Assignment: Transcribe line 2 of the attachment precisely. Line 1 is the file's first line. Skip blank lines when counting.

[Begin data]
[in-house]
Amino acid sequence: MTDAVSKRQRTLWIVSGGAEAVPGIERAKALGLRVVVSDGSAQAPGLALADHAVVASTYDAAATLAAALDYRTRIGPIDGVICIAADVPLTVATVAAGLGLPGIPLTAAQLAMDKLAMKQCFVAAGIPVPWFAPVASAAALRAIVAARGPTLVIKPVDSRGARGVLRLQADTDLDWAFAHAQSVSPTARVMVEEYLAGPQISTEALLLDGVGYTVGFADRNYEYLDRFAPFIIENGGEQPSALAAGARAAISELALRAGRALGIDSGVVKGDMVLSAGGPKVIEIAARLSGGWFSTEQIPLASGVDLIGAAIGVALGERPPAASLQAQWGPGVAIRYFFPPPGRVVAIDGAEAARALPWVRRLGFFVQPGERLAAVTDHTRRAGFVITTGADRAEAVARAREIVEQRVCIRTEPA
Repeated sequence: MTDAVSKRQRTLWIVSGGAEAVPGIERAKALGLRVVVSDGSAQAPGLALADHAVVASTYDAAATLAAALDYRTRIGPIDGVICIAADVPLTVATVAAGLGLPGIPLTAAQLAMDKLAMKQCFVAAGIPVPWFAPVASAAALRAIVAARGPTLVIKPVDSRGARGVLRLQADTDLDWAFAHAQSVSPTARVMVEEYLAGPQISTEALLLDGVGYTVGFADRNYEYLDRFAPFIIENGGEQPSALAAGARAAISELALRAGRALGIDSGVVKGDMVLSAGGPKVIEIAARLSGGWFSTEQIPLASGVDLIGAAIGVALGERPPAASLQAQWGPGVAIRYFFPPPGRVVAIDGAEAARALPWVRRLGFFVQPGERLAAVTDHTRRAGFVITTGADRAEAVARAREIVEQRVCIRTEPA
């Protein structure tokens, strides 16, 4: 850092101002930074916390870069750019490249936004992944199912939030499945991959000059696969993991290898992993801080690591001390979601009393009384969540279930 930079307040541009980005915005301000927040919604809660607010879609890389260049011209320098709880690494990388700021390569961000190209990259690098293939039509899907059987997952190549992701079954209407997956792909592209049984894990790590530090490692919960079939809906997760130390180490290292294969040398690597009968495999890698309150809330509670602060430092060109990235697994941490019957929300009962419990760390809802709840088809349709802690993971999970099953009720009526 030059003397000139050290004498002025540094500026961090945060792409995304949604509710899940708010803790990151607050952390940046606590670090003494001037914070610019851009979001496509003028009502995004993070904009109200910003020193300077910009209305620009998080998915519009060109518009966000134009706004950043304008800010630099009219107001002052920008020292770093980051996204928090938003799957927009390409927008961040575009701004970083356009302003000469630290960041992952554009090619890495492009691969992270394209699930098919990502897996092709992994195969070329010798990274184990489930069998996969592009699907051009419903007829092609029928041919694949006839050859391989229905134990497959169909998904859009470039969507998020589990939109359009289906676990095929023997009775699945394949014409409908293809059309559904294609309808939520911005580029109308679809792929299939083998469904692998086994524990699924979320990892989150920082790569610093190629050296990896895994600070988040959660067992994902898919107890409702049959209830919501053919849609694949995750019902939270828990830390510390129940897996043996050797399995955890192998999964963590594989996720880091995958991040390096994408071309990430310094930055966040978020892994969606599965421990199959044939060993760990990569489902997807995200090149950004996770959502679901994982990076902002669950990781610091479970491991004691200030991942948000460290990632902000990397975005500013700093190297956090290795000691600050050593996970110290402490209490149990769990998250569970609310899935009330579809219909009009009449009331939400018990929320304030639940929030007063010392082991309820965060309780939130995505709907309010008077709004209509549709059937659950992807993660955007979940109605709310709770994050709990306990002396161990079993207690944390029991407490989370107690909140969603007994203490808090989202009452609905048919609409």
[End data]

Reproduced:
Amino acid sequence: MTDAVSKRQRTLWIVSGGAEAVPGIERAKALGLRVVVSDGSAQAPGLALADHAVVASTYDAAATLAAALDYRTRIGPIDGVICIAADVPLTVATVAAGLGLPGIPLTAAQLAMDKLAMKQCFVAAGIPVPWFAPVASAAALRAIVAARGPTLVIKPVDSRGARGVLRLQADTDLDWAFAHAQSVSPTARVMVEEYLAGPQISTEALLLDGVGYTVGFADRNYEYLDRFAPFIIENGGEQPSALAAGARAAISELALRAGRALGIDSGVVKGDMVLSAGGPKVIEIAARLSGGWFSTEQIPLASGVDLIGAAIGVALGERPPAASLQAQWGPGVAIRYFFPPPGRVVAIDGAEAARALPWVRRLGFFVQPGERLAAVTDHTRRAGFVITTGADRAEAVARAREIVEQRVCIRTEPA